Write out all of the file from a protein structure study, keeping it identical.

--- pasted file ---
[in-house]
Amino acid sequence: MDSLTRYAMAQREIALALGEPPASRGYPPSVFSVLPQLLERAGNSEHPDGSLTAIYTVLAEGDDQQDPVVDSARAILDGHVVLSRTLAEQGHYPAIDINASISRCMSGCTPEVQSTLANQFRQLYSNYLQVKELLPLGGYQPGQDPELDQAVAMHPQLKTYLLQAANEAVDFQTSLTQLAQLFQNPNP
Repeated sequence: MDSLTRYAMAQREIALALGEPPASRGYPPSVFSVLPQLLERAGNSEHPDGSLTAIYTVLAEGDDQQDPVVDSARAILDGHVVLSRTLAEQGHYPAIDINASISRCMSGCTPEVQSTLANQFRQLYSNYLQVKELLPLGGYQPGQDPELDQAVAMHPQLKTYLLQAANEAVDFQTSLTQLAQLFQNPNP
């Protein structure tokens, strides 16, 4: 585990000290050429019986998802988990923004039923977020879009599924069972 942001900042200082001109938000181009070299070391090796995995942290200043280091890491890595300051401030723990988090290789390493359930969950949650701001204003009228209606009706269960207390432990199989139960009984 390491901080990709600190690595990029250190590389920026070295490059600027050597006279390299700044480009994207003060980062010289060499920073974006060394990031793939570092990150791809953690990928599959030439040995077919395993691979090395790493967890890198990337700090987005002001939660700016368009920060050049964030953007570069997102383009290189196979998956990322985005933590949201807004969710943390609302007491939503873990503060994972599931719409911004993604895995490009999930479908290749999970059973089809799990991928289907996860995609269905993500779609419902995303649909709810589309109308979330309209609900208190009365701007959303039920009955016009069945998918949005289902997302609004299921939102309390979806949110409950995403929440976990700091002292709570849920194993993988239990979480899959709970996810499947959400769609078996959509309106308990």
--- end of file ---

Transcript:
[in-house]
Amino acid sequence: MDSLTRYAMAQREIALALGEPPASRGYPPSVFSVLPQLLERAGNSEHPDGSLTAIYTVLAEGDDQQDPVVDSARAILDGHVVLSRTLAEQGHYPAIDINASISRCMSGCTPEVQSTLANQFRQLYSNYLQVKELLPLGGYQPGQDPELDQAVAMHPQLKTYLLQAANEAVDFQTSLTQLAQLFQNPNP
Repeated sequence: MDSLTRYAMAQREIALALGEPPASRGYPPSVFSVLPQLLERAGNSEHPDGSLTAIYTVLAEGDDQQDPVVDSARAILDGHVVLSRTLAEQGHYPAIDINASISRCMSGCTPEVQSTLANQFRQLYSNYLQVKELLPLGGYQPGQDPELDQAVAMHPQLKTYLLQAANEAVDFQTSLTQLAQLFQNPNP
């Protein structure tokens, strides 16, 4: 585990000290050429019986998802988990923004039923977020879009599924069972 942001900042200082001109938000181009070299070391090796995995942290200043280091890491890595300051401030723990988090290789390493359930969950949650701001204003009228209606009706269960207390432990199989139960009984 390491901080990709600190690595990029250190590389920026070295490059600027050597006279390299700044480009994207003060980062010289060499920073974006060394990031793939570092990150791809953690990928599959030439040995077919395993691979090395790493967890890198990337700090987005002001939660700016368009920060050049964030953007570069997102383009290189196979998956990322985005933590949201807004969710943390609302007491939503873990503060994972599931719409911004993604895995490009999930479908290749999970059973089809799990991928289907996860995609269905993500779609419902995303649909709810589309109308979330309209609900208190009365701007959303039920009955016009069945998918949005289902997302609004299921939102309390979806949110409950995403929440976990700091002292709570849920194993993988239990979480899959709970996810499947959400769609078996959509309106308990």